Theologically, the Laws of Moses teach something about God’s Person. Tithing, for instance, concerns itself primarily with the transference of the divine character traits of justice, mercy and faithfulness into the life of God’s people. The 10% requirements are secondary matters. (See my book Shekels, Dollars & Sense)

So how does “You must not boil a kid in its mother’s milk” reflect on God? If such an activity was indeed idolatrous as suggested above, it would have been a pagan custom in honor of a pagan deity. For Israel this would violate the 1st and 2nd commandments, “You shall have no other gods before Me . . . . You shall not worship them or serve them” (Deuteronomy 5:7 and 9). This lies at the heart of the monotheistic faith of Israel and therefore fitting for a three-times-repeated negative command.

Practically, granting for argument’s sake the validity of the cultural and religious function of boiling a kid in its mother’s milk, such an act by Israel would represent a violation of its covenant with God and place the nation in jeopardy of experiencing the curses of the Law instead of enjoying its blessings. In such a scenario, the practicality of the command is undeniable; fellowship with God is the vital issue.

But now we must relate this Old Testament command to the New Testament. Taking our lead from John Bright, we focus attention not so much on the details of the command itself that may be historically and culturally defined but on the theological understructure for the command—idolatry. The question then arises, “Was idolatry an issue in the New Testament, and if so, how did it display itself; what were its cultural or religious trappings?”

Numerous New Testament passages speak negatively about idolatry. 1 John 5:21, for example, states unequivocally, “Little children, guard yourselves from idols.” Or take the problem of eating meat offered to idols in 1 Corinthians 8:1-13. Idolatry in the Christian era did not include boiling a kid in its mother’s milk; it took other forms. And since idolatry in any form “replaces” God, the Old Testament edict carries a clear New Testament parallel and must be avoided. As in the Old Testament, spiritual fellowship with God stands in the balance.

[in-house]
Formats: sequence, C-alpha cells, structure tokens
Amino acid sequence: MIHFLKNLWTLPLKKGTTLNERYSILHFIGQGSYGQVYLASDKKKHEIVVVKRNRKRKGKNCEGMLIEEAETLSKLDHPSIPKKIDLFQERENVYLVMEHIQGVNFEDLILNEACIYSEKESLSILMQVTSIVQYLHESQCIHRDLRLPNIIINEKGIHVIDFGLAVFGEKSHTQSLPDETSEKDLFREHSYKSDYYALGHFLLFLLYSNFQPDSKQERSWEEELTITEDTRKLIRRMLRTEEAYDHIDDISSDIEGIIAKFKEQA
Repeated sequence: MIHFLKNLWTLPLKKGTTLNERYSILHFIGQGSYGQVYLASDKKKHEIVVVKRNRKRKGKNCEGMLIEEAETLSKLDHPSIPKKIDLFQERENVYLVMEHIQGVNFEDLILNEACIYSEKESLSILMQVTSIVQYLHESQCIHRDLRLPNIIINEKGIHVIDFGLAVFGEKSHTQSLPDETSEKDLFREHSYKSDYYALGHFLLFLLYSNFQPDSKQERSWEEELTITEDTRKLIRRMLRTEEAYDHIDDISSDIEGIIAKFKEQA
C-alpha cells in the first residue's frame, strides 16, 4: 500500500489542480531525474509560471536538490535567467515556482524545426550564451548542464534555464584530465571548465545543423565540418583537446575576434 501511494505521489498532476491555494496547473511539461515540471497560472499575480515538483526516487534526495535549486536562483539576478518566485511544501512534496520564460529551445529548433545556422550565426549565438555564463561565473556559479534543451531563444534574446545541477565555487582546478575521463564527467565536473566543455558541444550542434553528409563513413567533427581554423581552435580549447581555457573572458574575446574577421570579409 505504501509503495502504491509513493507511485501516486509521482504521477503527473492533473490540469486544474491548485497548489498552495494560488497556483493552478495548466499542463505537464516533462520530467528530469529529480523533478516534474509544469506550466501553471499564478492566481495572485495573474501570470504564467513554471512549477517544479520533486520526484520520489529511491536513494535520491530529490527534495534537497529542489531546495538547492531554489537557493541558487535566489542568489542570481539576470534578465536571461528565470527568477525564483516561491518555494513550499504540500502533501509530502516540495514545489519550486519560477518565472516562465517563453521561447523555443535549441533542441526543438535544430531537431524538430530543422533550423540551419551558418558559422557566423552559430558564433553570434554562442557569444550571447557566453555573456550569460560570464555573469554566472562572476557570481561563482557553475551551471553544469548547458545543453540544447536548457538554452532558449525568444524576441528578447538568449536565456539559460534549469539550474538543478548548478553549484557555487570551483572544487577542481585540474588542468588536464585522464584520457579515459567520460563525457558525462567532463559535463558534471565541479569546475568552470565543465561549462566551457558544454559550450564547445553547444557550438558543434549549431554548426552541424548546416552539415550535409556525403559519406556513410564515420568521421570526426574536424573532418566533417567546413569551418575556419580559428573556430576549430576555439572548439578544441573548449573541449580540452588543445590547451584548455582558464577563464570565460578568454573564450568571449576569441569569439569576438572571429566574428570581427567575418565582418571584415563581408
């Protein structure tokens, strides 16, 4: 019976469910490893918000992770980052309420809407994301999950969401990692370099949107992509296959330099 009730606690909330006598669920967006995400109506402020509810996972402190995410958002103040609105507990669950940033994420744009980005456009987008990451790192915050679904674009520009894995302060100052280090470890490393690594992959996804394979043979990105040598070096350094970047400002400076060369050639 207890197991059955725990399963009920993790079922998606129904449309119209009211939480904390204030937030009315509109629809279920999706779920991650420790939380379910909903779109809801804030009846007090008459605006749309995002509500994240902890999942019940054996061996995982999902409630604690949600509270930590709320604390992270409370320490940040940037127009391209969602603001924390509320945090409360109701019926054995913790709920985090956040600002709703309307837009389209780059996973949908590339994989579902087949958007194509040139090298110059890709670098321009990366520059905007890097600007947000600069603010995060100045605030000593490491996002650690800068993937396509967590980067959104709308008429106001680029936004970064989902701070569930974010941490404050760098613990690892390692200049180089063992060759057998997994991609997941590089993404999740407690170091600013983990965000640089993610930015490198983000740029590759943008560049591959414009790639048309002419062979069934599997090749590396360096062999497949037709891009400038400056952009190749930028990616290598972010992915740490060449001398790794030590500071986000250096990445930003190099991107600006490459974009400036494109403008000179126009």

Both boiling a kid in its mother’s milk and eating meat offered to idols equate to idolatry. The further question cannot be ignored, “What are today’s idols? Money, sex, power, material possessions? If anything stands between the Christian and God, it must be classified as an idol and John’s command applies as much to the Christian Church of the 21st century as it did in the 1st century, “Little children, guard yourselves from idols.”

In conclusion, I suppose that someone will comment, “Why bother going through this whole interpretive scenario? Why not just use 1 John 5:21 as the text for the sermon? I could give a number of reasons to justify using the Old Testament, but allow me simply to suggest that a sermon titled “Goat’s Milk and the Christian” with the text being “You must not boil a kid in its mother’s milk” would undoubtedly create interest and alertness in the pews. What a novel idea!